If you spend time outside, especially in warm weather, you may find yourself wanting to use both an insect repellent and a sunscreen. Both sunscreens and repellant contain chemicals that have been deemed safe separately, but is the combination equally nontoxic?

The Centers for Disease Control and Prevention recommends that consumers avoid products that mix sunscreen with DEET insect repellent. Unlike repellents, sunscreens are meant to be applied liberally and often, so using a product that combines DEET and sunscreen could result in unnecessarily high exposure to repellents. After testing products with DEET, the Environmental Protection Agency concluded that, as long as consumers follow label directions and take proper precautions, insect repellents containing DEET do not present a health concern. Human exposure is expected to be brief, and long-term exposure is not expected.

Some believe that it is safe to use a combination product once and then reapply with a sunscreen-only product, but another complication arises with this method. Insect repellants may reduce a sunscreen's SPF by up to one-third.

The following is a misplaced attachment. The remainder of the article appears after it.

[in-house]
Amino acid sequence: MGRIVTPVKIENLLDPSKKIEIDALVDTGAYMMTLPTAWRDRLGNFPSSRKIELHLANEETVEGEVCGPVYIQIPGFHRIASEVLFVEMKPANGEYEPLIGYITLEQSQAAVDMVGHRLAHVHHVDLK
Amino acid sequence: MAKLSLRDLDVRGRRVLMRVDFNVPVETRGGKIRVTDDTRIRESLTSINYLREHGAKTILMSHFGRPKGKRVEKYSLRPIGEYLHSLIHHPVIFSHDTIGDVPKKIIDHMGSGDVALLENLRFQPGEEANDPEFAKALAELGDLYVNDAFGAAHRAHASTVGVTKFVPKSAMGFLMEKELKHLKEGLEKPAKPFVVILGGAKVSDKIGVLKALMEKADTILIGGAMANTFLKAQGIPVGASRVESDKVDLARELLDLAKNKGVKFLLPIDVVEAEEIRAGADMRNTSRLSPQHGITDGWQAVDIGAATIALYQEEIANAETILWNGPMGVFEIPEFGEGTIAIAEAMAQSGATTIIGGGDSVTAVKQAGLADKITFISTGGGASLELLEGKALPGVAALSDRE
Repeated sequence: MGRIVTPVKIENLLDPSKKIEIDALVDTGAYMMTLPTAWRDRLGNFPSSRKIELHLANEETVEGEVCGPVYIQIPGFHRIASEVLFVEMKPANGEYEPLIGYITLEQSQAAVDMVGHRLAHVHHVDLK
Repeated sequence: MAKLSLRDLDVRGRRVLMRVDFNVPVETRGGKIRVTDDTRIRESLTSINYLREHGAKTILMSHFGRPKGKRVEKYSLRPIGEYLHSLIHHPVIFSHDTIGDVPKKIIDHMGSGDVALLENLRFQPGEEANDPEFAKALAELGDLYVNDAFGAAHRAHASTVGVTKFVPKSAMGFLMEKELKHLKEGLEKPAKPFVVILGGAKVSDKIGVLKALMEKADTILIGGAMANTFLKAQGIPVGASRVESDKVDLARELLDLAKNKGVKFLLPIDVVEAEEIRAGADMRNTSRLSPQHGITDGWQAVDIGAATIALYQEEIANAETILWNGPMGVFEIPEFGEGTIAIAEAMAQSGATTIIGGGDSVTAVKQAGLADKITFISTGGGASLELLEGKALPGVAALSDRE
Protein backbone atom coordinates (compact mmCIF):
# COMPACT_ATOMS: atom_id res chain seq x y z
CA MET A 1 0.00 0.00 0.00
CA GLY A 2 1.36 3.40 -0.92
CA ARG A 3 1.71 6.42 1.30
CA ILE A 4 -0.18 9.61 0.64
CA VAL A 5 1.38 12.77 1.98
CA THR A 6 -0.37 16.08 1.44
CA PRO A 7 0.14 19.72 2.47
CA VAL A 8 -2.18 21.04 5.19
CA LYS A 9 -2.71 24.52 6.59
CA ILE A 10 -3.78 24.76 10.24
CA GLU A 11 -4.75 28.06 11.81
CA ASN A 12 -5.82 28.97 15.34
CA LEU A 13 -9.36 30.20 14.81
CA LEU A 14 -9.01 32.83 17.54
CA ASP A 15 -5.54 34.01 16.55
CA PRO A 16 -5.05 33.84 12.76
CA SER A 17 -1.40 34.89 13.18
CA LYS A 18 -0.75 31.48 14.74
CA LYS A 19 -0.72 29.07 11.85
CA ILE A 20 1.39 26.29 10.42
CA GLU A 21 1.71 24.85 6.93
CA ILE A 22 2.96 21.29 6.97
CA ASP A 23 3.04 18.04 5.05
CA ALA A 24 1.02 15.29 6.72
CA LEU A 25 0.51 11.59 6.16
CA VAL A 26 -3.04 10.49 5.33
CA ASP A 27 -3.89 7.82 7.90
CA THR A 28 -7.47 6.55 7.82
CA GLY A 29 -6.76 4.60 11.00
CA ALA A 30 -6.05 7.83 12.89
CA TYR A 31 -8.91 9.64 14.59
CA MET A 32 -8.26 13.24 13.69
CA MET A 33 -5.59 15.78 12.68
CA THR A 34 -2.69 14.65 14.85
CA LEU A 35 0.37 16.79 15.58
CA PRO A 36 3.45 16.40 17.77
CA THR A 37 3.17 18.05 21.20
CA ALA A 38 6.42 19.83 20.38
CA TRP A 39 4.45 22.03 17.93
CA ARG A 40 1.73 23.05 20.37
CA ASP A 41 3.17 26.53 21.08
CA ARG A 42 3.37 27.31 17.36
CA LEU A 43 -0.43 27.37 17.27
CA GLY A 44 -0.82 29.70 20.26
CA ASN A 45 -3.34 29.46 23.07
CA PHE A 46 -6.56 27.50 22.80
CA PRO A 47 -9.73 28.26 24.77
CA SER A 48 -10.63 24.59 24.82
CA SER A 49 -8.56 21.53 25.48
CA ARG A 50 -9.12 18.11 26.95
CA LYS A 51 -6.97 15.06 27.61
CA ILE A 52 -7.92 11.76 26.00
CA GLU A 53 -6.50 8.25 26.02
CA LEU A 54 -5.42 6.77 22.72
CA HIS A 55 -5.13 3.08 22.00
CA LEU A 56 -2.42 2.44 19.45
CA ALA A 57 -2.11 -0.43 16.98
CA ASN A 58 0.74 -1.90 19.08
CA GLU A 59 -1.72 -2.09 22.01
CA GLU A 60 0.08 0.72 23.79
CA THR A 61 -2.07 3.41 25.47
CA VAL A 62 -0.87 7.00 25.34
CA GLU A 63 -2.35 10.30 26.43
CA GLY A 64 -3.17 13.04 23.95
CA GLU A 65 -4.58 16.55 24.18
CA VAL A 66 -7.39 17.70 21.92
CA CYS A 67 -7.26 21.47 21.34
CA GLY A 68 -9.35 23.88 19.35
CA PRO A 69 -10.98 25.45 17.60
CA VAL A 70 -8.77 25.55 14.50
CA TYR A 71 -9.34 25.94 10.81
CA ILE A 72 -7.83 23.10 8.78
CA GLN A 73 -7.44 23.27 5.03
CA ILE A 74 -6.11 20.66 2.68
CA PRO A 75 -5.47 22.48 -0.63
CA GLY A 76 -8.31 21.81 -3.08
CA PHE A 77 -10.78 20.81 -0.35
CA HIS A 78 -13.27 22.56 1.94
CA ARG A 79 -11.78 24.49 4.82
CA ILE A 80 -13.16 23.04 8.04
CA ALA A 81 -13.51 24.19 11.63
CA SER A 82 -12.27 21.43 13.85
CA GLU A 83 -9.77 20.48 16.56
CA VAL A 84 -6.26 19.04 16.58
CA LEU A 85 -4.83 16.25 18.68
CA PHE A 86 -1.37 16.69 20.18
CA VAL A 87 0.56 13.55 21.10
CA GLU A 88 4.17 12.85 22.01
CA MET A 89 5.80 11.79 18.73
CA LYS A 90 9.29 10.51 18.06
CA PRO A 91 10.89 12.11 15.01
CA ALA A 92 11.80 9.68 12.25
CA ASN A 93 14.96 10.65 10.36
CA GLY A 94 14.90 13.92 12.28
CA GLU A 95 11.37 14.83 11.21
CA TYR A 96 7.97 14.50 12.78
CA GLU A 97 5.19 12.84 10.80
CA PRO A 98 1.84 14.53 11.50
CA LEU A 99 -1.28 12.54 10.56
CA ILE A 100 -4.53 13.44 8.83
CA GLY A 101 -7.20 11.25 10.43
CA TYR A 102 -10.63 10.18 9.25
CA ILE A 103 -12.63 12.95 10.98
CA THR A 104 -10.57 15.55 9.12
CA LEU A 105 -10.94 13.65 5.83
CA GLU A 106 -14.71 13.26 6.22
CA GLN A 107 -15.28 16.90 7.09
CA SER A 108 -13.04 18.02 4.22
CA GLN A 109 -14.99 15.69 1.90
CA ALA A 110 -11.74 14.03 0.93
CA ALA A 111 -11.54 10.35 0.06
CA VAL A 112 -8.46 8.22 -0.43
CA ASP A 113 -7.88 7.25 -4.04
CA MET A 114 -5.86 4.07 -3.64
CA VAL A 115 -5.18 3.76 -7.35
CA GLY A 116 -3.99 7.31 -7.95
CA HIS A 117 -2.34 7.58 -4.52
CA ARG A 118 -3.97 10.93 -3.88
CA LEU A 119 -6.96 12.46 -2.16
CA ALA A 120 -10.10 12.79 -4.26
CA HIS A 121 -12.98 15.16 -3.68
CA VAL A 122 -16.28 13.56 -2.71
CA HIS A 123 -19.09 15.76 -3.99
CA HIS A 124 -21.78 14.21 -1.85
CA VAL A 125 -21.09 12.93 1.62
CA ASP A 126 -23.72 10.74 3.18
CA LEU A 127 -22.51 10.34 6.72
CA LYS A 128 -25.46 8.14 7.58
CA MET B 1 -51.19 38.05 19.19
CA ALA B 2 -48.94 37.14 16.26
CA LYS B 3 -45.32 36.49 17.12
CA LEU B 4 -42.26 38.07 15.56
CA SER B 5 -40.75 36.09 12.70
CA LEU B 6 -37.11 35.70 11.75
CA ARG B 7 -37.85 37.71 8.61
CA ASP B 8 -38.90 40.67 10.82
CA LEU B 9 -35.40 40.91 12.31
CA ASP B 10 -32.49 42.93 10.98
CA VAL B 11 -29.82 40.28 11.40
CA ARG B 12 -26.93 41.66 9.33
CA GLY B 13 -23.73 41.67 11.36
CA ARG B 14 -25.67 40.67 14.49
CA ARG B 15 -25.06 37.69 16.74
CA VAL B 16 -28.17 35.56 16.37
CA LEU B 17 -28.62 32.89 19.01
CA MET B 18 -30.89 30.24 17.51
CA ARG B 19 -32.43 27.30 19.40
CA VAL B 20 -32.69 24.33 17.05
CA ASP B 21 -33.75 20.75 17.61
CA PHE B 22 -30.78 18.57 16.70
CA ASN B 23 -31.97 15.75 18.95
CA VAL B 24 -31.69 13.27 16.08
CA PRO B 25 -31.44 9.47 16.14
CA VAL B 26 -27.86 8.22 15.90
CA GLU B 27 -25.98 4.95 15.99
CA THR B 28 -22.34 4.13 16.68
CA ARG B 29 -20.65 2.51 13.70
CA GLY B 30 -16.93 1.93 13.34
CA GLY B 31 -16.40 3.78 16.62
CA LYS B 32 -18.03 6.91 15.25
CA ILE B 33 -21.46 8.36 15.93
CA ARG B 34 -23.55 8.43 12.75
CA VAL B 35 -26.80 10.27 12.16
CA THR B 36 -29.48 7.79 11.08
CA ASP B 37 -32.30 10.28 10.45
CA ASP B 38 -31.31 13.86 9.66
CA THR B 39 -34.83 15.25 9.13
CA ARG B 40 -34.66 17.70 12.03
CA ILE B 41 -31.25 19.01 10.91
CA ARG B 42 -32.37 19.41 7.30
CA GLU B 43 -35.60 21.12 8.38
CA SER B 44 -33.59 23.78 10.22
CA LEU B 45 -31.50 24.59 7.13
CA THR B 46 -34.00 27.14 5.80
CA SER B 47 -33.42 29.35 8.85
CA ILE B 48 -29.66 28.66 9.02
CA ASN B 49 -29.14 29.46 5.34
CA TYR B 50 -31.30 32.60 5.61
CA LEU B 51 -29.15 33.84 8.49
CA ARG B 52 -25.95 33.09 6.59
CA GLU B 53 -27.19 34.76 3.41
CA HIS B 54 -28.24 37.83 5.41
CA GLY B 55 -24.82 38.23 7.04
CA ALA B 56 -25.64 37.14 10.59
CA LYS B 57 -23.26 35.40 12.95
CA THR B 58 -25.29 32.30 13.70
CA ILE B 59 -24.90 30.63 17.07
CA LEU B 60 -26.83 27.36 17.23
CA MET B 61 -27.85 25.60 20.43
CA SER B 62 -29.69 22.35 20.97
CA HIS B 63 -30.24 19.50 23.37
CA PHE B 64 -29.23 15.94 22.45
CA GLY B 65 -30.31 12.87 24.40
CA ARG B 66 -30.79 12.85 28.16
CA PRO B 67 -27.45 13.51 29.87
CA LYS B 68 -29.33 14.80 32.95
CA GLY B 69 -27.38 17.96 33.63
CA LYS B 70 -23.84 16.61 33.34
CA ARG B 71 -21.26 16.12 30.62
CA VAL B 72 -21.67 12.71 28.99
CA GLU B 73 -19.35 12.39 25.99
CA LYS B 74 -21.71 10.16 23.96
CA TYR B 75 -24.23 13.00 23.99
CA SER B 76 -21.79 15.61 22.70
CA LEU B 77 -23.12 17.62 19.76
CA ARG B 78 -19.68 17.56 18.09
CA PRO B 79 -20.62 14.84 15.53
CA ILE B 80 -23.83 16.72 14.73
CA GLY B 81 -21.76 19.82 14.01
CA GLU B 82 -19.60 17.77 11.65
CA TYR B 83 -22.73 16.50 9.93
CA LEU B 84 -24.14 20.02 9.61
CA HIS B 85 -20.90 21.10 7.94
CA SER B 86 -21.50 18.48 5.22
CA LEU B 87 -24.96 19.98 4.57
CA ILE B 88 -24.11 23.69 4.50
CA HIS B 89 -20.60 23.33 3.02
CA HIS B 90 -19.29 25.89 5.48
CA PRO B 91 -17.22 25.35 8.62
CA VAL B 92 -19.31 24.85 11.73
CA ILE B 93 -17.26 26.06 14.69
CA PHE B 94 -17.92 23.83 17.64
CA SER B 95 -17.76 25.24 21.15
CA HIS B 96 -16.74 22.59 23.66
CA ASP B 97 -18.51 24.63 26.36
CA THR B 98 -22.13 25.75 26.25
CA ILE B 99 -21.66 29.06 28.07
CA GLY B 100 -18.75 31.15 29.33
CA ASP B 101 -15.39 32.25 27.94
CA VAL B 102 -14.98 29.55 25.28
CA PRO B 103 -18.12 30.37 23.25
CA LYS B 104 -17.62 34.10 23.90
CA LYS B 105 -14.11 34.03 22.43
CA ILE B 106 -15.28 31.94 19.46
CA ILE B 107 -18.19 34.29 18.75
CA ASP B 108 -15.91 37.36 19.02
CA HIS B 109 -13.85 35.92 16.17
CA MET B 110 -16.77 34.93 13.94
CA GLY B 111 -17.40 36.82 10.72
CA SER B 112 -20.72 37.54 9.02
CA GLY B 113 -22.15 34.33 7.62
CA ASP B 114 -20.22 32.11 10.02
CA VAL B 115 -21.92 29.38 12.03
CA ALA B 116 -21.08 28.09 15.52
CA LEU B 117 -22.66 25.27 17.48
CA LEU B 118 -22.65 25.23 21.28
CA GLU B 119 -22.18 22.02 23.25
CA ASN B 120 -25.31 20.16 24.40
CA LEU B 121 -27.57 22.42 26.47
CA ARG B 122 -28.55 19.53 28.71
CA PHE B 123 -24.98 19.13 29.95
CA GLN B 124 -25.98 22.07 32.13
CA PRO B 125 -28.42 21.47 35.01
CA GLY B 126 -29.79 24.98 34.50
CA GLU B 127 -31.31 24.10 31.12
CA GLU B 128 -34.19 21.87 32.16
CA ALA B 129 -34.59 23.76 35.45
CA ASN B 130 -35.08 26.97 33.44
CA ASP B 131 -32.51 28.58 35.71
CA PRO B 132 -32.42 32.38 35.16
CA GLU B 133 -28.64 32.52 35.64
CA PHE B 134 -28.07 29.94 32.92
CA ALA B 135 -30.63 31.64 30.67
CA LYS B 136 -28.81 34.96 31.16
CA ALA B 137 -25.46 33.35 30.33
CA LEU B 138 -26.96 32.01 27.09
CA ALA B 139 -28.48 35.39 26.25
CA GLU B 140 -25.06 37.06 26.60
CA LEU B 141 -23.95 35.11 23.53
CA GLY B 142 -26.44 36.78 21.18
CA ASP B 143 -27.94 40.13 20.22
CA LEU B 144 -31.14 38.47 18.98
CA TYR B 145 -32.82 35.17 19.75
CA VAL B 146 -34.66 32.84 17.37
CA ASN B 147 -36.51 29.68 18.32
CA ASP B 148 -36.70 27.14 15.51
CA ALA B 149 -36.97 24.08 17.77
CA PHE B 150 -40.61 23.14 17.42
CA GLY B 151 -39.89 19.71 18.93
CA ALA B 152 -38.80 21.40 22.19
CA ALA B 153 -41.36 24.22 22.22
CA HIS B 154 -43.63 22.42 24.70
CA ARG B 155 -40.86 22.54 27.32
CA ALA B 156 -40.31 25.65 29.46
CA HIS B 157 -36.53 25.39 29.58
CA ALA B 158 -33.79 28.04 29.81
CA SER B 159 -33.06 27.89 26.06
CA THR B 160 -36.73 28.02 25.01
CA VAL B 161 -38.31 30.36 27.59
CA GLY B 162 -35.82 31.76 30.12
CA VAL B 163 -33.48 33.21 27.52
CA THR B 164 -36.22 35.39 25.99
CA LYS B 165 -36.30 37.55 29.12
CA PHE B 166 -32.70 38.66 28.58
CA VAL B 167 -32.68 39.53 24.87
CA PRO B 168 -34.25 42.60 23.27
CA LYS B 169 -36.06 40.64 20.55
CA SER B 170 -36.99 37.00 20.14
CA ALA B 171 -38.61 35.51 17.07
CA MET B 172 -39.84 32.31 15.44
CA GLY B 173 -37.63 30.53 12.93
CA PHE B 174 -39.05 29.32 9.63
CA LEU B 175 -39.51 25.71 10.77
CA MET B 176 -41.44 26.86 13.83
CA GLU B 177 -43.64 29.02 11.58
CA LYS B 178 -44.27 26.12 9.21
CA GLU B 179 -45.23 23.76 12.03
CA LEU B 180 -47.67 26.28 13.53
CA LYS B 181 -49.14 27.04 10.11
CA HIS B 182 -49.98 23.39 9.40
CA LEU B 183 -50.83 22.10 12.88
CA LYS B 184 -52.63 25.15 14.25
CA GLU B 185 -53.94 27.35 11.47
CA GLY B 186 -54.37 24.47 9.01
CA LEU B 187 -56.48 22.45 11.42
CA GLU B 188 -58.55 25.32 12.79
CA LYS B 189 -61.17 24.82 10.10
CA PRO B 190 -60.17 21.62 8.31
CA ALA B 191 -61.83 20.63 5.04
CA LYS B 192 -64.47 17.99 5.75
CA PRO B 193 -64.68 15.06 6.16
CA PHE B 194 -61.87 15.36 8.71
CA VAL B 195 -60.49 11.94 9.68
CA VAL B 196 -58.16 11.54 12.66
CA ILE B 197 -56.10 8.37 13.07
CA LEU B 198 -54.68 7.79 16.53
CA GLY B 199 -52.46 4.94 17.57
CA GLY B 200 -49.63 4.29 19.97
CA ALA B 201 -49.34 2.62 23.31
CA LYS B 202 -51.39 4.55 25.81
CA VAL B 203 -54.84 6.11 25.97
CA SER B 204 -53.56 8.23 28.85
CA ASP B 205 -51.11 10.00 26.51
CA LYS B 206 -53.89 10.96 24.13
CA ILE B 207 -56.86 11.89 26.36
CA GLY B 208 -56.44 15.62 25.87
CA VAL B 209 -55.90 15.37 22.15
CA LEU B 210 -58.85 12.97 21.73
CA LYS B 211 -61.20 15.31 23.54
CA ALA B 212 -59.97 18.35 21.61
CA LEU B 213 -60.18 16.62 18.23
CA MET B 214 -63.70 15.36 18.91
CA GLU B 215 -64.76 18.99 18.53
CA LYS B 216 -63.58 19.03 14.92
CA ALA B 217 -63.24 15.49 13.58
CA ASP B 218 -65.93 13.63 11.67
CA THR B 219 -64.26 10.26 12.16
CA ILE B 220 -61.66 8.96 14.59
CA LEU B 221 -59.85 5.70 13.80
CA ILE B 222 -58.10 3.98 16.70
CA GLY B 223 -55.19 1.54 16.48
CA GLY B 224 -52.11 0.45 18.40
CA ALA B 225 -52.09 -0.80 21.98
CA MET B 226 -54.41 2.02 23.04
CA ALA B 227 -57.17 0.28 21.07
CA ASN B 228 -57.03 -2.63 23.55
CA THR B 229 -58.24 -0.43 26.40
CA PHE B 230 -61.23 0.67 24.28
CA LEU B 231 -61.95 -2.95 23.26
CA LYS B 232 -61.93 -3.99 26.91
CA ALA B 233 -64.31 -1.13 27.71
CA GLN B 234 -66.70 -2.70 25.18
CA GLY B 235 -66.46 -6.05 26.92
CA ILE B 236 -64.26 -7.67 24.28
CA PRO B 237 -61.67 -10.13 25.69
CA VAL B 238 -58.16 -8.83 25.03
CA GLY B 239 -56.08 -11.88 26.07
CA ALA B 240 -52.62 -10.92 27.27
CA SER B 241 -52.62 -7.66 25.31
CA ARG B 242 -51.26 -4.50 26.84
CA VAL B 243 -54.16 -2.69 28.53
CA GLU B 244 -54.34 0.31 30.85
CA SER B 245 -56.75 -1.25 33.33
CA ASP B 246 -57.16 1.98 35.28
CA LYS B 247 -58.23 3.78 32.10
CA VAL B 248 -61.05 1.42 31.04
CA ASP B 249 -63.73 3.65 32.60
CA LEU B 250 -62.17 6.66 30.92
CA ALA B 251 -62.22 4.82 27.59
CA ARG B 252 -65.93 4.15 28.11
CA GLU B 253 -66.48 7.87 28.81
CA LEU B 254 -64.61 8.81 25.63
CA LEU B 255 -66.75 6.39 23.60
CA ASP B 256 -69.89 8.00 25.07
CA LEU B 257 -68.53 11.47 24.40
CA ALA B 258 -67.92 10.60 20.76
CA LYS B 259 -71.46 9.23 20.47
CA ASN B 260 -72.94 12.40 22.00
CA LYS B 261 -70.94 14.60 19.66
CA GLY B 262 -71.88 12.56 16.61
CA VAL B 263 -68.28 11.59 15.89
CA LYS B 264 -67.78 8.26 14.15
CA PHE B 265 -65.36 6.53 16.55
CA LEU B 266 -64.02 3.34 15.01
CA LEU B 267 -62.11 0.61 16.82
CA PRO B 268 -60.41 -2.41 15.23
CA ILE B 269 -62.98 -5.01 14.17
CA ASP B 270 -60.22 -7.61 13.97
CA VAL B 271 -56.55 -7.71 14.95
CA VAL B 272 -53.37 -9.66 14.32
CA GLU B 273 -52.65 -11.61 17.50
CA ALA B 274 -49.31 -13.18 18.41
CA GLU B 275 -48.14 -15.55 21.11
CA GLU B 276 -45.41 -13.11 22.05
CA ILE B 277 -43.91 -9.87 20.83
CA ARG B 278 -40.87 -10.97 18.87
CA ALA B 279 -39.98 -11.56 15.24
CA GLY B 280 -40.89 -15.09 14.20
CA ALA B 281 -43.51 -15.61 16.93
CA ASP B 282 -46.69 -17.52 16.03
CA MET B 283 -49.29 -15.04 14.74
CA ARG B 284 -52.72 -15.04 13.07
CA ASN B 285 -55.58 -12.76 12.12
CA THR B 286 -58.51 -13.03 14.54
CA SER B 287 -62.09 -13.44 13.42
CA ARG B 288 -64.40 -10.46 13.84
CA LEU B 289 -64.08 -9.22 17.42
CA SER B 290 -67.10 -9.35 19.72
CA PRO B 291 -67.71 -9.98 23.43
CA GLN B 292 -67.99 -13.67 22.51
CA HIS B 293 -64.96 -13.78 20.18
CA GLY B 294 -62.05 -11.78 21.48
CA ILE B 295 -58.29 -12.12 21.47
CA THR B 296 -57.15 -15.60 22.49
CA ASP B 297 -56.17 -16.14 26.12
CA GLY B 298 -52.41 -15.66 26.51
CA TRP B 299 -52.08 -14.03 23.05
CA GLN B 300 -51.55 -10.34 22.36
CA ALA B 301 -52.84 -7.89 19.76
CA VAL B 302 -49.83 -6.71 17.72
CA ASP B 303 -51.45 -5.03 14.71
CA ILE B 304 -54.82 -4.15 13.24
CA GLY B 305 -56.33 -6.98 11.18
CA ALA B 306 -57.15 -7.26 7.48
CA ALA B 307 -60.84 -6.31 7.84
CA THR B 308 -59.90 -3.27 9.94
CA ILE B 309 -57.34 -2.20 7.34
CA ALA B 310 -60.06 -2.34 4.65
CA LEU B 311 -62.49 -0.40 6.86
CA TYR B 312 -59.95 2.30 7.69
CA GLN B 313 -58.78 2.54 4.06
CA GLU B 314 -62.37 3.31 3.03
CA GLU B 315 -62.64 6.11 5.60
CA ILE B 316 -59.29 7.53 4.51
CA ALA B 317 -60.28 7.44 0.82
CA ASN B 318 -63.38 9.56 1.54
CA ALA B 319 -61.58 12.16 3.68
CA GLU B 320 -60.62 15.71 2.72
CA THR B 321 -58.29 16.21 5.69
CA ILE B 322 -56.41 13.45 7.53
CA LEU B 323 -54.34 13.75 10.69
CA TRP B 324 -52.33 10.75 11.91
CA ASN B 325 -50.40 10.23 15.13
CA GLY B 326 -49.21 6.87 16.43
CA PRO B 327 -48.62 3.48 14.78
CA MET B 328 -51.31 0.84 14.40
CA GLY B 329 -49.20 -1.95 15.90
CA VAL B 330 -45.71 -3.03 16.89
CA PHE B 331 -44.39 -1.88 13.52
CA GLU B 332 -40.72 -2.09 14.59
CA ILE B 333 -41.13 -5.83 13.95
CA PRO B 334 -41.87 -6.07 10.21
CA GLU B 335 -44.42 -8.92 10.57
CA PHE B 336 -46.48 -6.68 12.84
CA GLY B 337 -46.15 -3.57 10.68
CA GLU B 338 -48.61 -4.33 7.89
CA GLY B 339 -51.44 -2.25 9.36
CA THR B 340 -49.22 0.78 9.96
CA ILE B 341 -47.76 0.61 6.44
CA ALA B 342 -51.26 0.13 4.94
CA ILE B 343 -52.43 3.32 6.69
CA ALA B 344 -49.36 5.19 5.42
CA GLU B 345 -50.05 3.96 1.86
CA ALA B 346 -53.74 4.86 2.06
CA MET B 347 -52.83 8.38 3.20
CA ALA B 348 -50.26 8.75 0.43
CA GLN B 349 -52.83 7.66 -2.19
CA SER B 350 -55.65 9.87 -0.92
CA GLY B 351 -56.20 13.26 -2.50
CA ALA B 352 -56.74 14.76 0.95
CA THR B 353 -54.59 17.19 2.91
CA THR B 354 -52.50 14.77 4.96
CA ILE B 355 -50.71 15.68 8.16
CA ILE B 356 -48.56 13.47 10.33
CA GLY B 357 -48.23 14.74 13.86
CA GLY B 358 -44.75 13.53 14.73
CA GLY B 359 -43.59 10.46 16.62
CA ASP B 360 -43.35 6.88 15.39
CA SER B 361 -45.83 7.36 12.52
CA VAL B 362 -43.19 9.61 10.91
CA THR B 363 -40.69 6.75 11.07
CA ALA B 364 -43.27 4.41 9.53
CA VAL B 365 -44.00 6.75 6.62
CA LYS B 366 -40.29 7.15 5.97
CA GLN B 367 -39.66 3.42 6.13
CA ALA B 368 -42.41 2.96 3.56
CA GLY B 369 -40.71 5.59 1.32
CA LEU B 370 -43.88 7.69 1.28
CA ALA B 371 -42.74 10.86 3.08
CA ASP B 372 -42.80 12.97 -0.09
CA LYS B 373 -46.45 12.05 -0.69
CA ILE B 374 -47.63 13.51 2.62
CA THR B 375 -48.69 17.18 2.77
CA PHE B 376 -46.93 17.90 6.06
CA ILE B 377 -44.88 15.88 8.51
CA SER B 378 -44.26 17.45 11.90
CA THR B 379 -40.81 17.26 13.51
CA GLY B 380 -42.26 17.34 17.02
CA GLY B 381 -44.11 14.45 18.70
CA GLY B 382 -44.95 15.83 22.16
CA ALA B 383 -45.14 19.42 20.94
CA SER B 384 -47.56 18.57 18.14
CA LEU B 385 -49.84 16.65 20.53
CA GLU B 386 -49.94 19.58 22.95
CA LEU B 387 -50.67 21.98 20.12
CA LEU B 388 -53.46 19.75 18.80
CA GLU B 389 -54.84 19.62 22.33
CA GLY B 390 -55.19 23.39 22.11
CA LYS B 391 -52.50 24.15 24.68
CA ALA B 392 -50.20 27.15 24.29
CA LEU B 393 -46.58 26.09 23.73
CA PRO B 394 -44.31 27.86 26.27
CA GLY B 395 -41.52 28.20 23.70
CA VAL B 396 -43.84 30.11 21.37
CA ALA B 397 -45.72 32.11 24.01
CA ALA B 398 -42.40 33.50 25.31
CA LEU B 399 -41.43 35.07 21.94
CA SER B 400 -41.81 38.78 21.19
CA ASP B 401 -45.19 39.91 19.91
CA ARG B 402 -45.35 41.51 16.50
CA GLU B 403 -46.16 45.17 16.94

Never put repellent on your face or on a baby. You should also wash off the repellent after you're done with your outdoor activities. It's best to apply sunscreen before repellent, if only because repellent should be applied less generously than sunscreen.

Remember: You don't need insect repellent to avoid bugs. Being indoors or sitting on a screened patio can protect you, even a fan can be sufficient to deflect mosquitoes. Wearing long sleeves and pants also help. Consider, too, remaining indoors during peak mosquito feeding times — around sunrise and sunset.

Source: Murphy ME, Montemarano AD, Debboun M, Gupta R. The effect of sunscreen on the efficacy of insect repellent: a clinical trial. Journal of the American Academy of Dermatology. 2000.